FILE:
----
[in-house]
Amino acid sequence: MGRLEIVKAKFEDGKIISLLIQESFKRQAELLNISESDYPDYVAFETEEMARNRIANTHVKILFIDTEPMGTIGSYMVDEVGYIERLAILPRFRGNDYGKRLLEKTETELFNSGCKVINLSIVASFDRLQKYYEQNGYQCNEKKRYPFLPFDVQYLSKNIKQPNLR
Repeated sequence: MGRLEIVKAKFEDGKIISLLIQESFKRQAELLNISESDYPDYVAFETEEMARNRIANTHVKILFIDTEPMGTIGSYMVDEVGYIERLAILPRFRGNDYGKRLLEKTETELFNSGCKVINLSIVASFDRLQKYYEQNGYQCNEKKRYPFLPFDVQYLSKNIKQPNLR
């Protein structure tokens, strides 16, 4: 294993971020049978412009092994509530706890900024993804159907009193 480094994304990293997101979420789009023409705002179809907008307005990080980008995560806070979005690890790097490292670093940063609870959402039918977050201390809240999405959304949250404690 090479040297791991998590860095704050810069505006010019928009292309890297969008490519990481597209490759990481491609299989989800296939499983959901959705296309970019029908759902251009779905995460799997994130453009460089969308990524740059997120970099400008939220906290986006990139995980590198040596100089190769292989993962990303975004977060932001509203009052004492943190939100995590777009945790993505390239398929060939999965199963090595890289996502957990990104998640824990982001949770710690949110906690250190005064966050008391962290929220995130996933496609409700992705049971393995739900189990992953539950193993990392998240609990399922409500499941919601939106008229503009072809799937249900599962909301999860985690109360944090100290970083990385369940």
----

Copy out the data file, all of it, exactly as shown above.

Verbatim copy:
[in-house]
Amino acid sequence: MGRLEIVKAKFEDGKIISLLIQESFKRQAELLNISESDYPDYVAFETEEMARNRIANTHVKILFIDTEPMGTIGSYMVDEVGYIERLAILPRFRGNDYGKRLLEKTETELFNSGCKVINLSIVASFDRLQKYYEQNGYQCNEKKRYPFLPFDVQYLSKNIKQPNLR
Repeated sequence: MGRLEIVKAKFEDGKIISLLIQESFKRQAELLNISESDYPDYVAFETEEMARNRIANTHVKILFIDTEPMGTIGSYMVDEVGYIERLAILPRFRGNDYGKRLLEKTETELFNSGCKVINLSIVASFDRLQKYYEQNGYQCNEKKRYPFLPFDVQYLSKNIKQPNLR
């Protein structure tokens, strides 16, 4: 294993971020049978412009092994509530706890900024993804159907009193 480094994304990293997101979420789009023409705002179809907008307005990080980008995560806070979005690890790097490292670093940063609870959402039918977050201390809240999405959304949250404690 090479040297791991998590860095704050810069505006010019928009292309890297969008490519990481597209490759990481491609299989989800296939499983959901959705296309970019029908759902251009779905995460799997994130453009460089969308990524740059997120970099400008939220906290986006990139995980590198040596100089190769292989993962990303975004977060932001509203009052004492943190939100995590777009945790993505390239398929060939999965199963090595890289996502957990990104998640824990982001949770710690949110906690250190005064966050008391962290929220995130996933496609409700992705049971393995739900189990992953539950193993990392998240609990399922409500499941919601939106008229503009072809799937249900599962909301999860985690109360944090100290970083990385369940």